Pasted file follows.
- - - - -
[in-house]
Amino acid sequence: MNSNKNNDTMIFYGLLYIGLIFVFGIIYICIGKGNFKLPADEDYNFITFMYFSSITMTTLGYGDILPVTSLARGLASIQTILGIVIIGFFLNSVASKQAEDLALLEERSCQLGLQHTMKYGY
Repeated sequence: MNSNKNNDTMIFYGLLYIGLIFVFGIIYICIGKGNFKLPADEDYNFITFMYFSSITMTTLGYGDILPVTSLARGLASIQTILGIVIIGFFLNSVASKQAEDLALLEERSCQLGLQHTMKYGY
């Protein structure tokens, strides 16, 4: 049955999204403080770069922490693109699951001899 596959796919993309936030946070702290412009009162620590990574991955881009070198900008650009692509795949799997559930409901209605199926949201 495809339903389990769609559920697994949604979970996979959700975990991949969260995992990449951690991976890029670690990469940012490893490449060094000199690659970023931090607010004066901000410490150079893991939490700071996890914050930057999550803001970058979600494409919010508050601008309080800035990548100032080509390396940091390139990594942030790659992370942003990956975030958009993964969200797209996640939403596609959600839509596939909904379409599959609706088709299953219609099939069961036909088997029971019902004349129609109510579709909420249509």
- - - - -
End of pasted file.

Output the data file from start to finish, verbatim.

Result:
[in-house]
Amino acid sequence: MNSNKNNDTMIFYGLLYIGLIFVFGIIYICIGKGNFKLPADEDYNFITFMYFSSITMTTLGYGDILPVTSLARGLASIQTILGIVIIGFFLNSVASKQAEDLALLEERSCQLGLQHTMKYGY
Repeated sequence: MNSNKNNDTMIFYGLLYIGLIFVFGIIYICIGKGNFKLPADEDYNFITFMYFSSITMTTLGYGDILPVTSLARGLASIQTILGIVIIGFFLNSVASKQAEDLALLEERSCQLGLQHTMKYGY
């Protein structure tokens, strides 16, 4: 049955999204403080770069922490693109699951001899 596959796919993309936030946070702290412009009162620590990574991955881009070198900008650009692509795949799997559930409901209605199926949201 495809339903389990769609559920697994949604979970996979959700975990991949969260995992990449951690991976890029670690990469940012490893490449060094000199690659970023931090607010004066901000410490150079893991939490700071996890914050930057999550803001970058979600494409919010508050601008309080800035990548100032080509390396940091390139990594942030790659992370942003990956975030958009993964969200797209996640939403596609959600839509596939909904379409599959609706088709299953219609099939069961036909088997029971019902004349129609109510579709909420249509």